Induction of BDNF Expression in Layer II/III and Layer V Neurons of the Motor Cortex Is Essential for Motor Learning

Authors
Thomas Andreska, Stefanie Rauskolb, Nina Schukraft, Patrick Lüningschrör, Manju Sasi, Jeremy Signoret-Genest, Marcus Behringer, Robert Blum, Markus Sauer, Philip Tovote, Michael Sendtner
Journal
J Neurosci.

Abstract

Motor learning depends on synaptic plasticity between corticostriatal projections and striatal medium spiny neurons. Retrograde tracing from the dorsolateral striatum reveals that both layer II/III and V neurons in the motor cortex express BDNF as a potential regulator of plasticity in corticostriatal projections in male and female mice. The number of these BDNF-expressing cortical neurons and levels of BDNF protein are highest in juvenile mice when adult motor patterns are shaped, while BDNF levels in the adult are low. When mice are trained by physical exercise in the adult, BDNF expression in motor cortex is reinduced, especially in layer II/III projection neurons. Reduced expression of cortical BDNF in 3-month-old mice results in impaired motor learning while space memory is preserved. These findings suggest that activity regulates BDNF expression differentially in layers II/III and V striatal afferents from motor cortex and that cortical BDNF is essential for motor learning.

SIGNIFICANCE STATEMENT Motor learning in mice depends on corticostriatal BDNF supply, and regulation of BDNF expression during motor learning is highest in corticostriatal projection neurons in cortical layer II/III.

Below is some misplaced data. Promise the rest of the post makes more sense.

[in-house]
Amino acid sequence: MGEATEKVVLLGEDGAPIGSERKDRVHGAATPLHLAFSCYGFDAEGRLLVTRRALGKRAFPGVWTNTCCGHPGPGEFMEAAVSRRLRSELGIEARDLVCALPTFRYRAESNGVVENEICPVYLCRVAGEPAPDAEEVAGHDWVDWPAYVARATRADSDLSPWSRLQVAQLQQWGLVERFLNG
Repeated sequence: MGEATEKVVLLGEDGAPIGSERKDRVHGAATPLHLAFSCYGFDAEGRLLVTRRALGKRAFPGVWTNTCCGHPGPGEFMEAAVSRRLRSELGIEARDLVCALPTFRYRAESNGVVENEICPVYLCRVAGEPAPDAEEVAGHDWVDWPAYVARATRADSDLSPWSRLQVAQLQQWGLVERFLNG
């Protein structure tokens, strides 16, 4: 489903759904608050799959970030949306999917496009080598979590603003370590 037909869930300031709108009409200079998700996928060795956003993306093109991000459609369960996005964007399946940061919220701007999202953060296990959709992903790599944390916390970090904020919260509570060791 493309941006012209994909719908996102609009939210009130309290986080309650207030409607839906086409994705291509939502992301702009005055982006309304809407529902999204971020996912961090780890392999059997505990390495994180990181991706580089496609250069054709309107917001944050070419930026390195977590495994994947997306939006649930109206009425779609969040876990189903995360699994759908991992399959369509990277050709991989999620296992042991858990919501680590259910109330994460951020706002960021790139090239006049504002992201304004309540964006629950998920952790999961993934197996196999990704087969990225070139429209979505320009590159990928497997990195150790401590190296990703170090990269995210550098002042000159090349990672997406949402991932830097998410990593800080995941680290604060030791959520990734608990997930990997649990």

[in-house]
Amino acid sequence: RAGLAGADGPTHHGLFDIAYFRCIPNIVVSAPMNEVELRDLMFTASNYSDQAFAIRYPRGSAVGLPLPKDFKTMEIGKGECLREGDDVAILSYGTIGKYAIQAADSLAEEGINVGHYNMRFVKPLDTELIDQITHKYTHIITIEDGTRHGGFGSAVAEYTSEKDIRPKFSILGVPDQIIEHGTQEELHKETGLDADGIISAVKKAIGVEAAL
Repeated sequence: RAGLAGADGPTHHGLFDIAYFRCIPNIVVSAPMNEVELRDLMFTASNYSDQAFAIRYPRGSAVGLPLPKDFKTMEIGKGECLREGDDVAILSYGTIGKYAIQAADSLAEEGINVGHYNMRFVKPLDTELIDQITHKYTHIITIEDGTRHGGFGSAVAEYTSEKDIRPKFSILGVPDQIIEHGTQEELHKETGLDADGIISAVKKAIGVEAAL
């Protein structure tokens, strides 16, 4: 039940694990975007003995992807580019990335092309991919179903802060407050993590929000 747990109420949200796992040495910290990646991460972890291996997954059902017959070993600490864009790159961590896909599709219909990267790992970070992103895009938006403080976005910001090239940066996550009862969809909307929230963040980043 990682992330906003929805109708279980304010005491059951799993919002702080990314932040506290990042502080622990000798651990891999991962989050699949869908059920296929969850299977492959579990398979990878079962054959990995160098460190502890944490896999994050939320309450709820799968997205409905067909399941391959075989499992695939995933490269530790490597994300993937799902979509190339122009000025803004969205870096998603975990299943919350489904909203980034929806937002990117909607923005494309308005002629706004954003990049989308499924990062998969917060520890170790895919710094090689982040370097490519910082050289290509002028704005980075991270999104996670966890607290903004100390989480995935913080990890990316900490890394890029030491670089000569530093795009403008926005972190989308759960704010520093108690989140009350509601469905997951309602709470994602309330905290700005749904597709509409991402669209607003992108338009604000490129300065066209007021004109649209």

Published: 2020 Aug

Figure 7.

BDNF is enriched in glutamatergic corticostriatal presynaptic terminals. A, Confocal (top) and SIM (bottom) microscopic images showing BDNF-IR in the same section in glutamatergic (left) versus dopaminergic terminals (right) in the dorsal striatum. B, BDNF-IR is present in VGluT1-positive terminals (magenta arrows). Single BDNF-IR signals overlap with TH (white arrows). VGluT1- and TH-positive terminals reside in direct regional proximity but do not overlap. C, Quantification of BDNF signals in VGluT1-positive terminals and TH-positive terminals. True colocalization between BDNF/VGluT1 was confirmed by Costes p value (Costes p > 0.95) but not between BDNF/TH (Costes p ≪ 0.95). D, Representative Western blots showing recombinant BDNF (lanes 1, 2) versus endogenous BDNF derived from anterior cortex or striatum of P21 NFL-Cre BDNFfl/ko mice (lane 3), P21 sedentary mice (lanes 4, 5), and P21 runners after 72 h voluntary running-wheel exercise (lanes 6, 7); 30 µg of protein lysate was loaded for each sample. BDNF levels were normalized to cytochrome C. Band intensities were determined from extracts of 9 independent mice and presented in % of P21 sedentary mice. Statistical analysis reveals significant increase in BDNF protein levels in both brain areas after running-wheel exercise. Statistical analysis: unpaired t test (anterior CTX: t = 5,312, p < 0.0001; striatum: t = 2,784, p = 0.0133). E, SIM images showing BDNF-IR in VGluT1-positive terminals in the dorsal striatum in sedentary mice (top row) and after 72 h of voluntary running-wheel exercise (bottom row). Data are presented as box and whiskers (Tukey). +, Mean. Vertical line indicates median. Black dots indicate outliers. n, number indicated below. Raw data are provided in Extended Data Figure 7-1 and Table 2. Scale bars: A, 2.5 µm; B, 1.5 µm; E, Overview, 2 µm; Detail, 1 µm. *p < 0.05; ****p < 0.0001.

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